Michigan OKs $25M to fight virus; tournaments suspended

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LANSING — The Michigan Legislature on Thursday approved spending up to $25 million to combat the new coronavirus.

The supplemental budget bill, which Gov. Gretchen Whitmer will sign once the House concurs with minor changes, will allocate $10 million to state agencies for preparedness and response to COVID-19. Michigan has 12 confirmed cases.

Meanwhile, the Michigan High School Athletic Association suspended winter sports tournaments indefinitely, and it was announced that the state Capitol will suspend tours and events through May 1.

"This is a true and real public health crisis at the time, and we need to do what we can to help slow and mitigate the spread of this virus," said Mark Uyl, executive director of the athletic association.

The state funding may cover monitoring, lab testing, contact tracing and infection control. An additional $15 million will be set aside in a new coronavirus response fund and can be appropriated later. The legislation also will authorize the state to spend up to $50 million in federal coronavirus funding.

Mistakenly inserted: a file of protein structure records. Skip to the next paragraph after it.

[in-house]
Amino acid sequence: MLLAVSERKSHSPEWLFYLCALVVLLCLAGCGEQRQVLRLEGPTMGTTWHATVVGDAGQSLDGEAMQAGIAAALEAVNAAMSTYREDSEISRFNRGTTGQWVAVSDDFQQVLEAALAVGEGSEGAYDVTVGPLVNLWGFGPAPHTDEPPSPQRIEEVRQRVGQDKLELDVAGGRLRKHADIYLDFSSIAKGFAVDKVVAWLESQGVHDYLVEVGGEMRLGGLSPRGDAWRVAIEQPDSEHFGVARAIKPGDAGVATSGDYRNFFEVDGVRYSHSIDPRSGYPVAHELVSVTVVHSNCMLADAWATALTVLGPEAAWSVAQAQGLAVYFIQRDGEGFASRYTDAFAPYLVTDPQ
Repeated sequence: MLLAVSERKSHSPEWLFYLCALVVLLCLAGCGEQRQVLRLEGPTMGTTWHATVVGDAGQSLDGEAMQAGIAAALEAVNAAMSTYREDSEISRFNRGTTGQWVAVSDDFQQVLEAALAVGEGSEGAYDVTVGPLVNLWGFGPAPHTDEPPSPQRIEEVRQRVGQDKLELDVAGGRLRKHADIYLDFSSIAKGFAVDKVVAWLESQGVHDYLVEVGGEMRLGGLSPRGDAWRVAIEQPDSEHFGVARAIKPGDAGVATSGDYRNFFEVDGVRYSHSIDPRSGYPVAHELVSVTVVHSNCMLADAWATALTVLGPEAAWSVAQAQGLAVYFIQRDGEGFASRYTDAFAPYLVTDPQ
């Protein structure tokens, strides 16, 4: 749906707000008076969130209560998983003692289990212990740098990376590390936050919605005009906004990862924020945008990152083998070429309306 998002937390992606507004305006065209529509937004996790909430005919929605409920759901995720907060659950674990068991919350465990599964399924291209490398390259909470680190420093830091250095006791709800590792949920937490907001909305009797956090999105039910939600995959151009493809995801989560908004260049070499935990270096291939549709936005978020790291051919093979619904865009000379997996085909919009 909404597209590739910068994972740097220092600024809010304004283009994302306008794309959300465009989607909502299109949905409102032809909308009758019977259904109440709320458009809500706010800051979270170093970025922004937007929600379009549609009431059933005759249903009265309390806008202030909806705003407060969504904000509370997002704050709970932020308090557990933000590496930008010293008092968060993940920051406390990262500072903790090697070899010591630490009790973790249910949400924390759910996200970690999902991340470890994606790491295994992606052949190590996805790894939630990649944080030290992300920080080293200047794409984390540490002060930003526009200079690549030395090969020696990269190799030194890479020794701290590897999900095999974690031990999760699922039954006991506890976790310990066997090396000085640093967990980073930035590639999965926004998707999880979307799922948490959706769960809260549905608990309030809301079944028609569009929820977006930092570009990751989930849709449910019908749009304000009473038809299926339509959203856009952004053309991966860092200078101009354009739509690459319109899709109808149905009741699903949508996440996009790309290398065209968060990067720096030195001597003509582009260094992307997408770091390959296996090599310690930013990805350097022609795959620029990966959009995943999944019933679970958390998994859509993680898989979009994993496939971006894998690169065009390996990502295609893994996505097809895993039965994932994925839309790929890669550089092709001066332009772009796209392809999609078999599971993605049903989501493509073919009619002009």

The state Department of Health and Human Services said Thursday that it can test about 1,300 people, up from 300 last week. The state had conducted 120 tests as of Wednesday. Ninety-one were negative, two were positive and the results of 27 tests were pending.

Dr. Joneigh Khaldun, the state's chief medical executive and chief deputy health director, told lawmakers that there is no backlog at the state lab and that some private labs had come online with COVID-19 testing.

"We've known it was coming. But the idea is if you slow it enough, you can prepare your public health systems, we can prepare the community, and we can make sure our health care system, our hospitals, are not inundated with very sick patients," she said.

For most people, the new coronavirus causes only mild or moderate symptoms, such as fever and cough. For some, especially older adults and people with existing health problems, it can cause more severe illness, including pneumonia. The vast majority of people recover from the new virus.

School districts, including Rochester, West Bloomfield, Birmingham and Grosse Pointe, briefly closed or said they will close to prepare teachers for online instruction.

All of Michigan's 15 public universities previously said they were shifting to online classes or other methods for a few weeks or longer.

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